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Dinosaur papers in the latest Nature

These just in:

Emily Rayfield's work on the bite forces of Allosaurus (presented at the
Romer Prize talks last year) is now out:

Rayfield, E.J., D.B. Norman, C.C. Horner, J.R. Horner, P.M. Smith, J.J.
Thomason & P. Upchurch.  2001.  Cranial design and function in a large
theropod dinosaur.  Nature 409: 1033-1037.
Rayfield et al. used the industrial design technique of finite element
analysis (FEA) to reconstruct the loading forces and stresses and so forth
in the skull of Big Al (MOR 693), one of the most complete _Allosaurus
fragilis_ specimens known.  They tried a variety of different types of bites
using this system, and found in general lower bite forces than in _T. rex_,
_Alligator_, and lions (and comparable to wolves and leopards).  However,
the skull itself is "overbuilt" (capable of surviving considerably higher
stresses than can be generated by biting).  They suggest that Big Al
employed a high impact bite of great speed rather than a prolonged grapple
(as might be found in the crushing bite of tyrant dinos).

This article has an accompanying News & Views by Greg Erickson:
Erickson, G.M. 2001. The bite of _Allosaurus_. Nature 409: 987-988.

P.S. This paper falls into the category of "I wanted to do this analysis,
but they did a better job than I could."  When I saw a talk on using FEA on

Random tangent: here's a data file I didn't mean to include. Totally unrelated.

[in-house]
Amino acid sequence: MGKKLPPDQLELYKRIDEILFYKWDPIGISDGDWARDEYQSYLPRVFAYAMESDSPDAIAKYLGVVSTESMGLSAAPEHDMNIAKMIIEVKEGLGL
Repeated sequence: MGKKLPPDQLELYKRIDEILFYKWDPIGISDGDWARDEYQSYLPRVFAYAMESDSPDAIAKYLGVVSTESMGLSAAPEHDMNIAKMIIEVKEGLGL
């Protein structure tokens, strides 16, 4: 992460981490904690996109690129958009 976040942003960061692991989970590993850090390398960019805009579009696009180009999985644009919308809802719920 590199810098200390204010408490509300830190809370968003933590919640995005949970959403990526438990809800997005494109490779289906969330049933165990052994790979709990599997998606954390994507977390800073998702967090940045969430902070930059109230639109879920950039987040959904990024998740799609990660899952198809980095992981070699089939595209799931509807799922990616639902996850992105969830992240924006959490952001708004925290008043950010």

basal therapsid skulls by Rayfield's classmate Ian Jenkins some years ago, I
thought that this would be a great technique by which to evaluate theropod
feeding strategies.  If they (or others) refine this approach and start
looking at other taxa, we might be able to quantify those various ideas I've
been proposing about alternative predatory habits in large theropods.

Also in this week's Nature:
Sanz, J.L., L.M. Chiappe, Y. Fernadez-Jalvo, F. Ortega, B. Sanchez-Chillon,
F.J. Poyato-Ariza & B.P. Perez-Moreno.  2001.  An Early Cretaceous pellet.
Nature 409: 998-999.

They describe an association of four juvenile birds in the Las Hoyas
locality.  The birds differ in size and anatomical detail, and appear to
represent three different taxa (not yet named, or at least not yet
confidently assignable to the currently named Las Hoyas birds).

The weird thing: they are very close to each other, feathers are still
present, but their bones have the pitted characteristic of partially
digested material.  This suggests to the authors that these represent an
example of three species nest parasitism (unlikely) or a reguritated pellet.
If so, what ate the birds and ralphed them up?  They suggest small theropods
or large pterosaurs as the most likely culprits.

Cool stuff.

                Thomas R. Holtz, Jr.
                Vertebrate Paleontologist
Department of Geology           Director, Earth, Life & Time Program
University of Maryland          College Park Scholars
                College Park, MD  20742
Phone:  301-405-4084    Email:  tholtz@geol.umd.edu
Fax (Geol):  301-314-9661       Fax (CPS-ELT): 301-405-0796